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Cycling for Breaking the Taboos


    Zakia Mirzayi, 25, is a young Taekwondo player, cyclist and sports coach from Herat. She holds a Bachelor in Education from Herat University. She has been doing Taekwondo since her early years, and in recent years, she has embarked on cycling as well. Zakia now leads a team of cyclist girls in a city where doing sport is still a taboo for women.

    “After the fall of the Taliban, the conditions for girls were not conducive to sports. My brothers all went to the martial arts club. I was interested too, but there was not a single club for girls in Herat at that time. After several years, a club was opened for women, and I started my exercises too.”

    Zakia is currently a member of Herat Taekwondo Team as well as Afghanistan National Taekwondo Team and so far has attended several local and national competitions bringing home many medals.

    “Originally, I was not into cycling. The Taekwondo club was closed for some reason and my coach introduced me to another club in the fairly distant part of the city where mostly boys were exercising. I observed that the boys came to the club by bicycles, and I also bought a bicycle to pedal all the way to the club although it was a taboo for me as a girl. It was when I became very interested in cycling too.”

    However, it has not been easy for her to practice cycling. “Initially, I had no place to practice cycling. Other girls were not willing to practice with me either. That’s why I cut my hair and dressed like boys and went out on the streets of my neighborhood to practice.”

    In 2018, Zakia went to Bamyan to attend a cycling race where she received a lot of recognition. Earlier this year, for the first time ever in Herat, she herself held an open-air cycling race in Herat. The participants were both boys and girls.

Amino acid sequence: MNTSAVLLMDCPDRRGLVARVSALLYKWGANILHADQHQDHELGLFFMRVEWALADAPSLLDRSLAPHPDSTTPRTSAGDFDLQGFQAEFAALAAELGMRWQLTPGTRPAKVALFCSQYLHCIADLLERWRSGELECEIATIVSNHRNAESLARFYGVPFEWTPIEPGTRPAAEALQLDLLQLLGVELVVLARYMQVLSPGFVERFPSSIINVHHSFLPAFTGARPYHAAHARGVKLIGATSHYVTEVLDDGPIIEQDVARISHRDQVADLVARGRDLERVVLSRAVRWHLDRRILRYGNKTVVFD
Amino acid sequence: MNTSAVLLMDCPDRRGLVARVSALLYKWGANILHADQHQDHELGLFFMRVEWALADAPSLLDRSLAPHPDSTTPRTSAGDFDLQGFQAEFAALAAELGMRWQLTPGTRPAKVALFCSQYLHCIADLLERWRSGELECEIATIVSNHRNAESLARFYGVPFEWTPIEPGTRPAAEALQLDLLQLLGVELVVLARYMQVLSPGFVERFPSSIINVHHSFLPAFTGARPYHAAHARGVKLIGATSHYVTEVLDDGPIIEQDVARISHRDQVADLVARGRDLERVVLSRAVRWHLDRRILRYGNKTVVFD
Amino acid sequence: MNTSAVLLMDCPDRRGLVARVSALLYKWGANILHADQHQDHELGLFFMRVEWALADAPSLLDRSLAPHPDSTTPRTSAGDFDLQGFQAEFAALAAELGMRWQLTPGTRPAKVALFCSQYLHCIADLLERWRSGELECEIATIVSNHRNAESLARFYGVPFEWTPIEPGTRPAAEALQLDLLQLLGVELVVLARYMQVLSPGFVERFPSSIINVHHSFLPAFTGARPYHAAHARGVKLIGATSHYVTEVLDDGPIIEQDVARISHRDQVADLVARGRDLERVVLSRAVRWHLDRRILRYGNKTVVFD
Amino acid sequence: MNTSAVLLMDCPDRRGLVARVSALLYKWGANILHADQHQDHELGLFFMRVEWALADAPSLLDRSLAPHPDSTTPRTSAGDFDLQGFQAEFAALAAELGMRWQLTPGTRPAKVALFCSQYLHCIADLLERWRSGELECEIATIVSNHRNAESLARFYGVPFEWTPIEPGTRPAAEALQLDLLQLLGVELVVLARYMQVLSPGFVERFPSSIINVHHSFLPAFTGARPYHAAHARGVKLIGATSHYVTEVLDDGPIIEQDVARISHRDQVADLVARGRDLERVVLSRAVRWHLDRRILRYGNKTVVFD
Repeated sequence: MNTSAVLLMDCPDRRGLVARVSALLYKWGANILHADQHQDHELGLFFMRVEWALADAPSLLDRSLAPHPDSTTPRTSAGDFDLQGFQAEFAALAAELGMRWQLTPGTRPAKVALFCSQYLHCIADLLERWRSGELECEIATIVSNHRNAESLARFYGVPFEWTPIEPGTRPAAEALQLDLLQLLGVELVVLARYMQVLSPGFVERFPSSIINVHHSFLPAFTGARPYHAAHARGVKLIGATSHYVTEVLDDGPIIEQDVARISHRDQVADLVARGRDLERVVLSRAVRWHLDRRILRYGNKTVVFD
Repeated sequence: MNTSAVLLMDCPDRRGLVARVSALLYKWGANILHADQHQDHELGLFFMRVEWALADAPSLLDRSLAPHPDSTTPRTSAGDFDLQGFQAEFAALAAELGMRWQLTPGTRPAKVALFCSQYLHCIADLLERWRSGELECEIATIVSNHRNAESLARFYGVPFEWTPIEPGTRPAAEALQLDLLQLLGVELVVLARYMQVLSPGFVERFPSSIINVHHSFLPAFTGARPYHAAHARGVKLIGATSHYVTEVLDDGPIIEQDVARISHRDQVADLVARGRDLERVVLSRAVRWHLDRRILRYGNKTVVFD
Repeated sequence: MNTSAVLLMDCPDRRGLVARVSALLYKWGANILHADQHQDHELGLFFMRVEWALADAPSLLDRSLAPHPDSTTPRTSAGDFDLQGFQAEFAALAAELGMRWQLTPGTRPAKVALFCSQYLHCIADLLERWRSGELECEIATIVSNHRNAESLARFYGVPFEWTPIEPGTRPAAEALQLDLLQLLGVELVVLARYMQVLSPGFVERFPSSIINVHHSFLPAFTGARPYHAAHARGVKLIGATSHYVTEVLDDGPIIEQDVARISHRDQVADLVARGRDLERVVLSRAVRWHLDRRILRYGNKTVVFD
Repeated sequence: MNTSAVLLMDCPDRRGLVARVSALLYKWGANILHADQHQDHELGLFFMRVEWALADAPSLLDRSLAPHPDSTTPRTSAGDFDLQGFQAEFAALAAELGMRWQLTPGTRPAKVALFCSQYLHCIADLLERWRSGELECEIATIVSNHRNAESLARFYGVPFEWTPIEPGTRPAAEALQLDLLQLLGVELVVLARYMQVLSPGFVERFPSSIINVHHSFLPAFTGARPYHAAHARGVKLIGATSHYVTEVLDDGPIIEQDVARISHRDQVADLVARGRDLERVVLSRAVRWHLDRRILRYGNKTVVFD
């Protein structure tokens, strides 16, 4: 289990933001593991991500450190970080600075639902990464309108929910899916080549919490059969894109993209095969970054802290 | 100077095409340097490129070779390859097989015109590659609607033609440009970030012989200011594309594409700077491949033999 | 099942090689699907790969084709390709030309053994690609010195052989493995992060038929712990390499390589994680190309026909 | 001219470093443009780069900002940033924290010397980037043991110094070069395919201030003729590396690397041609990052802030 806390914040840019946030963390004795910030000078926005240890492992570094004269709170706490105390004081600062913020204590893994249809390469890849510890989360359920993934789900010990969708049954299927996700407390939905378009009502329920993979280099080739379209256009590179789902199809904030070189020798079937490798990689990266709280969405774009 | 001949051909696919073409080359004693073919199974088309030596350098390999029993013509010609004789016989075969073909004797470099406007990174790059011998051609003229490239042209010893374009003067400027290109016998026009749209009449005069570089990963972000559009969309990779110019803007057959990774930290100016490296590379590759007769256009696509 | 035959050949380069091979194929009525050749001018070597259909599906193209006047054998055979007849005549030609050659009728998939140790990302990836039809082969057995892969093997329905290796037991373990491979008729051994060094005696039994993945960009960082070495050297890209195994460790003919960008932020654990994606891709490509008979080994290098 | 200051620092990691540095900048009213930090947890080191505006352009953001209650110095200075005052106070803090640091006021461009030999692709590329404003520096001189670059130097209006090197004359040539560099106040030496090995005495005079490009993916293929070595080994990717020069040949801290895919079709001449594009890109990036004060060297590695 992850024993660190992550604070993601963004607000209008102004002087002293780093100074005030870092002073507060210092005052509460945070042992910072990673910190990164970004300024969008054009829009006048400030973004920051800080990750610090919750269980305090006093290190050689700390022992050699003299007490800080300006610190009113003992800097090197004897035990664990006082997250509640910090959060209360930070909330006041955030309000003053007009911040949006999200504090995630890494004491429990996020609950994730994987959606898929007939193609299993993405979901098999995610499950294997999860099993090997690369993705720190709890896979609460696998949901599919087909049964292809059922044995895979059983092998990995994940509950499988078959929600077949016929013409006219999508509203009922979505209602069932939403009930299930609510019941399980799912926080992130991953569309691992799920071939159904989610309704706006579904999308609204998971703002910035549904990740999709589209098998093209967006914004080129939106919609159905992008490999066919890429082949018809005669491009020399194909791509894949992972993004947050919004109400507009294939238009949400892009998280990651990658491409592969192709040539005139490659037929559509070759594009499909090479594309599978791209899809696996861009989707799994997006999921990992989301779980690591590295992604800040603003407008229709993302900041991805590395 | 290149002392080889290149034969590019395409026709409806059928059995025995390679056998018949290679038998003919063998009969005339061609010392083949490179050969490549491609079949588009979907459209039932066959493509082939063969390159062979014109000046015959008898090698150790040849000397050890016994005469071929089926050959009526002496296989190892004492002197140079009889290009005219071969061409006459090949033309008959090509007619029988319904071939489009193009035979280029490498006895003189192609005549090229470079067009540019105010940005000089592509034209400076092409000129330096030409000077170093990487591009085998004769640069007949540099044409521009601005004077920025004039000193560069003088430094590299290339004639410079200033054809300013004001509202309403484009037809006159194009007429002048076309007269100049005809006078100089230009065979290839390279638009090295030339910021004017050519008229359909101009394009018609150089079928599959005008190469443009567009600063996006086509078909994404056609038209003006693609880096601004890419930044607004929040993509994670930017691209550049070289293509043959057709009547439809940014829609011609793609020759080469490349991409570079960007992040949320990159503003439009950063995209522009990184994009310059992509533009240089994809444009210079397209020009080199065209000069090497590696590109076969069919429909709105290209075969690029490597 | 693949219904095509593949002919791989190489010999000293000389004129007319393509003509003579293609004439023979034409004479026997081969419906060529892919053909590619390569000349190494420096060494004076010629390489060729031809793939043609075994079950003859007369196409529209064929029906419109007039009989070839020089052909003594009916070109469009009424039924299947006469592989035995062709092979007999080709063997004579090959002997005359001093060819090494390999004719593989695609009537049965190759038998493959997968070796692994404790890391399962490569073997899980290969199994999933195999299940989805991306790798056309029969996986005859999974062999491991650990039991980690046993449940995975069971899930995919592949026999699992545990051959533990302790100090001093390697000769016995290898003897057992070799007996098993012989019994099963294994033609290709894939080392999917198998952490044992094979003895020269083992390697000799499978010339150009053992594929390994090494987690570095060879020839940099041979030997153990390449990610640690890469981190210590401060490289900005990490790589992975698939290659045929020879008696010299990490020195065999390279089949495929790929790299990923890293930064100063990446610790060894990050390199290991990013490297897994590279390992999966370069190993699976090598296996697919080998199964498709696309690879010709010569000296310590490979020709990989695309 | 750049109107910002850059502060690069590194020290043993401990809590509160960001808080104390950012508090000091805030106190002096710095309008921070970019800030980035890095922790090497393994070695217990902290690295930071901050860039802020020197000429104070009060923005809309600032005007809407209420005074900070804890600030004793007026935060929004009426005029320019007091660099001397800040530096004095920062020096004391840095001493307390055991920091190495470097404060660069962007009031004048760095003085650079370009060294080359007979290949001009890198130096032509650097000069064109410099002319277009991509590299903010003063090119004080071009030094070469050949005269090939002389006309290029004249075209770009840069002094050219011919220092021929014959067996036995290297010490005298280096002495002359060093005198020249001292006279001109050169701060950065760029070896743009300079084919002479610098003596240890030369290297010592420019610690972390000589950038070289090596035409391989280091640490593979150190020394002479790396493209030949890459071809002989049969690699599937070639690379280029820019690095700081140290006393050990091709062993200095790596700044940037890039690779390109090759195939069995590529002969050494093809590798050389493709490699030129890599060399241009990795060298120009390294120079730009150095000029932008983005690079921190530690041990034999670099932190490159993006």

“This was a good start for the girls who love to bike. At first, I did not think that many girls would show up for the race. But surprisingly, we found that there were thirty girls participating,  twice as many as boys who came. This was a great achievement in promoting girls’ cycling, and I was feeling great about it.”

    Zakia is getting ready for several other cycling races in Herat in the near future, and one of them will be held in late 2019.

    “I think I can contribute better with these races to raising awareness because I believe that it’s not only about talking but rather girls should actually ride the bikes to normalize things with their actions. My other goal for holding these competitions is to identify talents because I intend to form a team of cycling girls in Herat and officially register it with the Federation. Although the Federation is currently opposed to this, I’m trying my utmost to make this happen because it will open up our path towards further progress.”

    Zakia has always dreamt to attend the International Olympics games one day. “I work hard to make this dream come true.”